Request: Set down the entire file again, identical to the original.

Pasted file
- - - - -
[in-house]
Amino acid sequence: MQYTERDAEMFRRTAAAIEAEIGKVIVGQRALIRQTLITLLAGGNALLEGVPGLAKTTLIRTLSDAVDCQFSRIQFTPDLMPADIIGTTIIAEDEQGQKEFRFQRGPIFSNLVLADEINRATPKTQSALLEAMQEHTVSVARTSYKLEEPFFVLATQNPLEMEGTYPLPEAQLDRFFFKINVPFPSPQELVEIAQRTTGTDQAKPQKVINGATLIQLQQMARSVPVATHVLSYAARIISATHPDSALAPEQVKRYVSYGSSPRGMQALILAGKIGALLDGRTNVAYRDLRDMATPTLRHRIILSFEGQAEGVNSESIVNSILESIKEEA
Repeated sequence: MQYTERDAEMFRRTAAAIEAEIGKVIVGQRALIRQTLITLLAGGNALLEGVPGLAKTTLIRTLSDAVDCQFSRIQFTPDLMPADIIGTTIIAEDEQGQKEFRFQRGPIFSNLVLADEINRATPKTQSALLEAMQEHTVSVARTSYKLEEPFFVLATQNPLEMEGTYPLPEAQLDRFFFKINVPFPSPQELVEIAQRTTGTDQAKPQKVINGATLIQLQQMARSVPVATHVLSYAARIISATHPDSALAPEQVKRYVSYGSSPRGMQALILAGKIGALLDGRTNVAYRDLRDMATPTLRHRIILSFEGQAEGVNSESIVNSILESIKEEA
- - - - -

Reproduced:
[in-house]
Amino acid sequence: MQYTERDAEMFRRTAAAIEAEIGKVIVGQRALIRQTLITLLAGGNALLEGVPGLAKTTLIRTLSDAVDCQFSRIQFTPDLMPADIIGTTIIAEDEQGQKEFRFQRGPIFSNLVLADEINRATPKTQSALLEAMQEHTVSVARTSYKLEEPFFVLATQNPLEMEGTYPLPEAQLDRFFFKINVPFPSPQELVEIAQRTTGTDQAKPQKVINGATLIQLQQMARSVPVATHVLSYAARIISATHPDSALAPEQVKRYVSYGSSPRGMQALILAGKIGALLDGRTNVAYRDLRDMATPTLRHRIILSFEGQAEGVNSESIVNSILESIKEEA
Repeated sequence: MQYTERDAEMFRRTAAAIEAEIGKVIVGQRALIRQTLITLLAGGNALLEGVPGLAKTTLIRTLSDAVDCQFSRIQFTPDLMPADIIGTTIIAEDEQGQKEFRFQRGPIFSNLVLADEINRATPKTQSALLEAMQEHTVSVARTSYKLEEPFFVLATQNPLEMEGTYPLPEAQLDRFFFKINVPFPSPQELVEIAQRTTGTDQAKPQKVINGATLIQLQQMARSVPVATHVLSYAARIISATHPDSALAPEQVKRYVSYGSSPRGMQALILAGKIGALLDGRTNVAYRDLRDMATPTLRHRIILSFEGQAEGVNSESIVNSILESIKEEA